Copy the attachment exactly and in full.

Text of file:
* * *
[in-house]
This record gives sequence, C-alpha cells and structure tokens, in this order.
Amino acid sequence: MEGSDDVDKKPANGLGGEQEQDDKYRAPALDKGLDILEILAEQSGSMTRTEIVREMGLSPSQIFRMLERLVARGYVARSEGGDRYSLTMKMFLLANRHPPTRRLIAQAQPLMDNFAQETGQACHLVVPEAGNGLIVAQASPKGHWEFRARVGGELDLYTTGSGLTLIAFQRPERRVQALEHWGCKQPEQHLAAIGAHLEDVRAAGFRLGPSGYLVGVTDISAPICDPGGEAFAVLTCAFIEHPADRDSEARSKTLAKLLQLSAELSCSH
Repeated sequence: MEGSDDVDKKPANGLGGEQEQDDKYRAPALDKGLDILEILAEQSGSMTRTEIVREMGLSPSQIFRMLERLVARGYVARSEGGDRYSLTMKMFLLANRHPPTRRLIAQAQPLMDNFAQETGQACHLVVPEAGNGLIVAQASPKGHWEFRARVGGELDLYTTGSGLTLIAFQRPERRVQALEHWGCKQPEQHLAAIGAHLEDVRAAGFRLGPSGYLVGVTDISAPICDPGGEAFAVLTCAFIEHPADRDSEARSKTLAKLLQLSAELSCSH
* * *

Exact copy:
[in-house]
This record gives sequence, C-alpha cells and structure tokens, in this order.
Amino acid sequence: MEGSDDVDKKPANGLGGEQEQDDKYRAPALDKGLDILEILAEQSGSMTRTEIVREMGLSPSQIFRMLERLVARGYVARSEGGDRYSLTMKMFLLANRHPPTRRLIAQAQPLMDNFAQETGQACHLVVPEAGNGLIVAQASPKGHWEFRARVGGELDLYTTGSGLTLIAFQRPERRVQALEHWGCKQPEQHLAAIGAHLEDVRAAGFRLGPSGYLVGVTDISAPICDPGGEAFAVLTCAFIEHPADRDSEARSKTLAKLLQLSAELSCSH
Repeated sequence: MEGSDDVDKKPANGLGGEQEQDDKYRAPALDKGLDILEILAEQSGSMTRTEIVREMGLSPSQIFRMLERLVARGYVARSEGGDRYSLTMKMFLLANRHPPTRRLIAQAQPLMDNFAQETGQACHLVVPEAGNGLIVAQASPKGHWEFRARVGGELDLYTTGSGLTLIAFQRPERRVQALEHWGCKQPEQHLAAIGAHLEDVRAAGFRLGPSGYLVGVTDISAPICDPGGEAFAVLTCAFIEHPADRDSEARSKTLAKLLQLSAELSCSH